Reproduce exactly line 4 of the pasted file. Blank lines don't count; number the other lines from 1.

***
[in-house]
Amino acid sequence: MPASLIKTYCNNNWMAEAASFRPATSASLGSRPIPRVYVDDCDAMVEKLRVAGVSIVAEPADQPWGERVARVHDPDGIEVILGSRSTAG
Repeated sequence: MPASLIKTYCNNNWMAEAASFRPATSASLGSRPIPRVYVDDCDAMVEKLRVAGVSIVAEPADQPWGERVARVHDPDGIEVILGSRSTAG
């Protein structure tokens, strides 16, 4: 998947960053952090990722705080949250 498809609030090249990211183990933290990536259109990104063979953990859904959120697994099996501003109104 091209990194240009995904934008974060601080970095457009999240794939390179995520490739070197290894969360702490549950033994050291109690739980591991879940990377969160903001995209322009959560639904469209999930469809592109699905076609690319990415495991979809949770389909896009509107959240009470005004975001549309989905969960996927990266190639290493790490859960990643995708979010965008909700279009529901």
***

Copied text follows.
């Protein structure tokens, strides 16, 4: 998947960053952090990722705080949250 498809609030090249990211183990933290990536259109990104063979953990859904959120697994099996501003109104 091209990194240009995904934008974060601080970095457009999240794939390179995520490739070197290894969360702490549950033994050291109690739980591991879940990377969160903001995209322009959560639904469209999930469809592109699905076609690319990415495991979809949770389909896009509107959240009470005004975001549309989905969960996927990266190639290493790490859960990643995708979010965008909700279009529901």